This DIY bench makeover is part of a series on Sweet Parrish Place called Trashtastic Treasures, see how I took this beat up old bench and made it look brand new!
Hey friends! I’m so excited to be sharing this DIY bench makeover with you guys today, I love the way it turned out so much. I love the whole idea of taking something you already own, or something you find at a thrift store or yard sale, and giving it a whole new life. I think it is not only great for the environment to repurpose or upcycle things, but it is also great for your budget!
I have owned this bench for 6-7 years. I bought it at Marshall’s to use as a little bench right next to our front door in our split level entryway. It was just the right size to fit into this very tight space. The bench isn’t really used to sit on, it is used more as a spot to drop things like mail or packages that we need to take to the post office, and most of the time in holds a basket that holds things like out dog’s leash and poo bags and dog treats. Let me show you what the bench looked like before I gave it this little makeover. If you look at the before photo below, pay particular attention to the left corner, and you can see that our dog had chewed right through the rattan. He has actually grown out of chewing on things like furniture (but he stills chews on pillows and blankets, ugh!) But I had never gotten around to doing anything about this sad looking little bench.
I had it in the back of my mind that I needed to either replace this bench altogether, or give it a makeover, and I found the perfect opportunity when I was contacted by a rep for a website called BurlapFabric.com. She offered for me to choose some items from their website to use for an upcoming project. I found this jute webbing you see below, and it occurred to me that I could use it to do a makeover on this bench! So I ordered some of it. Please read below to see how I did the jute webbing and made this bench look brand new.
Please note: Some of the links in this post are affiliate links, which allow me to make a small commission from your purchase, but your purchase price stays the same.
DIY Bench Makeover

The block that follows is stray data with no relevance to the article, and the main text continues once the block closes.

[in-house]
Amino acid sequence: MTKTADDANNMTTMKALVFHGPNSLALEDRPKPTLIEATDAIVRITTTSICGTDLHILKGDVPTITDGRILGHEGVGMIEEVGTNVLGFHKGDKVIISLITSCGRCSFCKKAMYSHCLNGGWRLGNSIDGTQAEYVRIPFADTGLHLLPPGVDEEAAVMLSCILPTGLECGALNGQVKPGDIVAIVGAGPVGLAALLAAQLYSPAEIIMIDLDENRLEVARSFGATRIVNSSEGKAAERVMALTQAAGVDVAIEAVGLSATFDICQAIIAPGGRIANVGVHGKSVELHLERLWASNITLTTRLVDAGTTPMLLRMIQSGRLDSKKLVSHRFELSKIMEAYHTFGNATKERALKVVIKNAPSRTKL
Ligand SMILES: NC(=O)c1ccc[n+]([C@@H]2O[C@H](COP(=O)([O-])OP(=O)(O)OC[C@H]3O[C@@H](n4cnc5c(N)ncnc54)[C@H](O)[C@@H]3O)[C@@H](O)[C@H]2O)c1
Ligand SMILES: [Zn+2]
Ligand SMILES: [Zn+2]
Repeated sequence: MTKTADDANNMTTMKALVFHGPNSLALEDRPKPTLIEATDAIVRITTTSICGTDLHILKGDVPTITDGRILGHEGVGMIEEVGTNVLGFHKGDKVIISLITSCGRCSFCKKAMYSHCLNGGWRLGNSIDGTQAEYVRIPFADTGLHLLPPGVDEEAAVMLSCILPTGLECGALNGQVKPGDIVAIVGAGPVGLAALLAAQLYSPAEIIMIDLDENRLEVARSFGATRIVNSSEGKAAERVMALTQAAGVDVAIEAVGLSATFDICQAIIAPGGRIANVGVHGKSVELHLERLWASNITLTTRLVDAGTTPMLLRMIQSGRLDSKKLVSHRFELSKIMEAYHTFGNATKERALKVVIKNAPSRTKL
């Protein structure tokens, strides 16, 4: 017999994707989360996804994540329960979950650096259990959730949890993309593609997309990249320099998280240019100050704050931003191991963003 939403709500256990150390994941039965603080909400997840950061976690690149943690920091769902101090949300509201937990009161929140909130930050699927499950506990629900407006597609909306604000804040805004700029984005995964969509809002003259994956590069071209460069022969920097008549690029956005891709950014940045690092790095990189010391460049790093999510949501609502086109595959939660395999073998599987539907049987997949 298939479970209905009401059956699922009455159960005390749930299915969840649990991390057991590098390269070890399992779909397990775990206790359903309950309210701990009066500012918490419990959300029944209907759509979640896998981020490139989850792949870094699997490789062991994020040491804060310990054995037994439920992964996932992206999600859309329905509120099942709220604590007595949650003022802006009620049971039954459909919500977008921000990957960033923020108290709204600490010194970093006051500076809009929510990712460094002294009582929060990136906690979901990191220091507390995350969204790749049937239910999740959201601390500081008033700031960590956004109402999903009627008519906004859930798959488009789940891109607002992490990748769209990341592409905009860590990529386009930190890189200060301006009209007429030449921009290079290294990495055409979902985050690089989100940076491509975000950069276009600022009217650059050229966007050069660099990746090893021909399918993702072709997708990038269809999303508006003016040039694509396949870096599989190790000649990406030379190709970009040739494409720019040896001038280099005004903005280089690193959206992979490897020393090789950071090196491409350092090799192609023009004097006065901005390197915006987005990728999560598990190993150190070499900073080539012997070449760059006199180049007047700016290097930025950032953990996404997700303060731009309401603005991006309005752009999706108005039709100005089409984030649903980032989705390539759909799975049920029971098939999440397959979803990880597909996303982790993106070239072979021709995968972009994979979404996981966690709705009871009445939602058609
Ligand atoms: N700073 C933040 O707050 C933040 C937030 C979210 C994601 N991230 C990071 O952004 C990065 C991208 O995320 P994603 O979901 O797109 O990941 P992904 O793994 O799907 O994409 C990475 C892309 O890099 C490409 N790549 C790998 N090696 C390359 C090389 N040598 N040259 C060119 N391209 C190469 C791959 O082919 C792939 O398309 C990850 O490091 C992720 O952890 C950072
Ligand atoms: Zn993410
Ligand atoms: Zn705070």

Paint for base of bench ( I used Iron Ore by Sherwin Williams)
I started this makeover by removing the old top from the bench with a screwdriver. Once I had the top removed, I cut all of the old rattan off of the frame. If you look at the photo below, that is the frame after I removed the rattan. Removing that stuff was very messy, but nothing a good vacuum couldn’t fix. The rattan had been stapled onto the frame, so I also removed all of the old staples using a pair of pliers.
After that was removed and cleaned up, I lightly sanded the bench to scuff it up. I was not trying to completely remove the finish, just trying to rough it up to give the new paint something to grab onto. After I was finished sanding the bench, I wiped it down with a damp rag and let it dry. Once the paint was dry I gave it two coats of the black paint, which is Iron Ore by Sherwin Williams. I happened to have a sample pot of this color that a friend had given me, so I wanted to use something I had on hand. The goal was to not have to purchase anything to complete this makeover. And I received the jute webbing for free, but it would have only cost me less than $10, even if I had purchased it. I also painted the frame of the top of the bench, as you can see in the below photo. I knew some of it would be showing through, and so it needed to be painted.
I started by placing the jute webbing to span the width of the bench. I took my frame and wrapped the jute around it so that it wrapped nicely underneath each side and had enough of the fabric to staple to the bottom, and then I cut three strips in that same length. I used a pencil to mark the fabric on the first piece I cut, and then I just used that piece as a template to cut the other two pieces. I only needed three pieces to cover the entire width of the bench. If you are doing this on your own bench, you will need to determine how many pieces you need based on the width of yours.